Jeremy Blacklow - Director of Entertainment Media for GLAAD

ABOUT THIS EPISODE

Jeremy Blacklow joined GLAAD in 2017 as Director of Entertainment Media, where he serves as a liaison between GLAAD and the film, television, music, and gaming sectors, working to ensure that the industry is equipped to leverage GLAAD’s research and resources to bring about fair, inclusive, accurate, and diverse representations of LGBTQ people and issues. 

Prior to joining GLAAD, Jeremy worked for 17 years as a journalist, with a focus in entertainment news. He began his career in New York City at NBC’s Weekend Today show, and has worked for CNN, Telepictures, and NBC Universal. He helped launch the TMZ brand and the CAA-created digital agency WhoSay in. Jeremy spent five years as Managing Editor of AccessHollywood.com and later spearheaded the editorial relationship between Yahoo! and CBS’s The Insider, appearing frequently on-air as a contributor.

In recent years, Jeremy has worked as a digital marketing consultant, while also freelance writing for publications including Variety, TheWrap, and ETOnline. He’s a proud 10-time AIDS/LifeCycle participant, an electronic music producer and a DJ.  

We chatted with Jeremy about it ALL: the future of LGBTQ representation in the media, double standards with gay casting, activism fatigue, the AIDS Lifecycle, being PC, and even being single. Tune in!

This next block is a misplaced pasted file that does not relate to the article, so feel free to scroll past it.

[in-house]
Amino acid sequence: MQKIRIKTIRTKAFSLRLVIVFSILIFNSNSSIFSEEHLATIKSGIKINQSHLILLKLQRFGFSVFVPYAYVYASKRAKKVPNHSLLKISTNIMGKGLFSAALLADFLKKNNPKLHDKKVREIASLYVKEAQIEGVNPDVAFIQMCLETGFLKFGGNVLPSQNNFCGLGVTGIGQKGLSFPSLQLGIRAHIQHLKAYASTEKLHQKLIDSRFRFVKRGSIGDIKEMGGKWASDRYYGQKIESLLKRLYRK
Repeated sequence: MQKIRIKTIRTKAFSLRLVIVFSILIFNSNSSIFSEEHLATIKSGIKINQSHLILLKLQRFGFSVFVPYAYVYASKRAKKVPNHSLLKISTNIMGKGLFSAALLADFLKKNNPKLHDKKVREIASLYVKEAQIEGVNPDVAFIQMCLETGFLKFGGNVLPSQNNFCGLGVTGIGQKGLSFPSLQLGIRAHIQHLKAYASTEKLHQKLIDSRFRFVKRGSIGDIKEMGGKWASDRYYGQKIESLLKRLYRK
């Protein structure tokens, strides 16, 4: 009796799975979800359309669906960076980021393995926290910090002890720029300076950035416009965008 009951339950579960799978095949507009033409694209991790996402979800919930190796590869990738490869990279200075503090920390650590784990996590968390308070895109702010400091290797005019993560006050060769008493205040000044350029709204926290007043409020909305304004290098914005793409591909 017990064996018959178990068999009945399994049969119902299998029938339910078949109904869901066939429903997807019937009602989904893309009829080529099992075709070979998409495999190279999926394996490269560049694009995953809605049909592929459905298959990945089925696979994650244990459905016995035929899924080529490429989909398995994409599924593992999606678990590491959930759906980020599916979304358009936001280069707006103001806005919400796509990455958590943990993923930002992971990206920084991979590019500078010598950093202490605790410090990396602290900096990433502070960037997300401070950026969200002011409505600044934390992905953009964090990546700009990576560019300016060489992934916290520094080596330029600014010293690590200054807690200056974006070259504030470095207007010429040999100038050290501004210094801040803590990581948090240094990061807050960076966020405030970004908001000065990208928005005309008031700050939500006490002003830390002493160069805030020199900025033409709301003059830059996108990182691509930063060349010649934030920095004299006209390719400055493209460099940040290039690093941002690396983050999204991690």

This is metrosourcementy the officialpodcast to Metrosource magazine and home of short form interviews with yourfavorite personalities from the lgbtq world and Beo Quick Fun and informative.It's metral source on the go out in cowsince, Likwell, hello, hello, hello.This is Alexander, Rodri gets lead rider for Metrosource magazine and Abitpodcaster during covid. There has been one industry that has been getting usthrough this, I'm not talking about postmates, but thank you postmates. Italkng about entertainment, NEW YORK, Post New York Post reported that theaverage American is watching eight hours a day of content, and we knowthat we've experienced a boom in lgbtq representation and also a boom in lgbtqentertainment people coming out of the closet of all of this energe going on, andtoday our guest is director of entertainment, media for Glad Jeremy,Black Lob. He joined glad in two thousand and seventeen as director ofentertainment media where he serves as Leazon between glad and the filmtelevision, music and even gaming sectors. He works toward sure that theindustry is equipped to leverage glass, research and resources to bring aboutfair, inclusive, accurate and diverse representation of lgbtq people andissues. Prior to glad he worked as a journalist with a focus, entertainmentnews. He began his career in New York City at nbcs weekend today show and hasworked for CNN telepictures in NBC Universal. He helped launch the TMZbrand and also the CAA created digital agency buse. He spent five years asmanaging editor of xes hollywoodcom and later spearheaded. The editorialrelationship between Yahoo and cabs is the insider appeared frequently on airas a contributor. In recent years he has worked as a digital marketingconsultant Whileso, freelance writing for publications, including variety,the wrap and et online es a proud ten time, AIDS life cycle participant inelectronic music producer and a DJ, Hey, Mr Dj put a record on. We can haveJeremy Black loud here, Hey! Thank you for Haing Etoday, of course.So I wantt know what it's like to sit back and listen to your resume kind ofrecited to you. Ov Do so much in your career so like who is this guy on a youknow, youiubut, so many aspects of entertainment from you know funcelebrity gossip, but you know to presidential elections the Iraq war.What was that turning point in your career, where it kind of clicked foryou and you're like okay? My Path is clear: I'm here to make a name formyself. What was that turning point? For you? That's a great question. I mean youknow. I really come from the same background that you come from Alexander.I was a journalist, you know and and my whole dream. My whole life was just toget into journalism and to do meaningful work and then very early on.I found myself gravitating towards entertainment because, like you, I love,entertainment and Love Hollywood. I...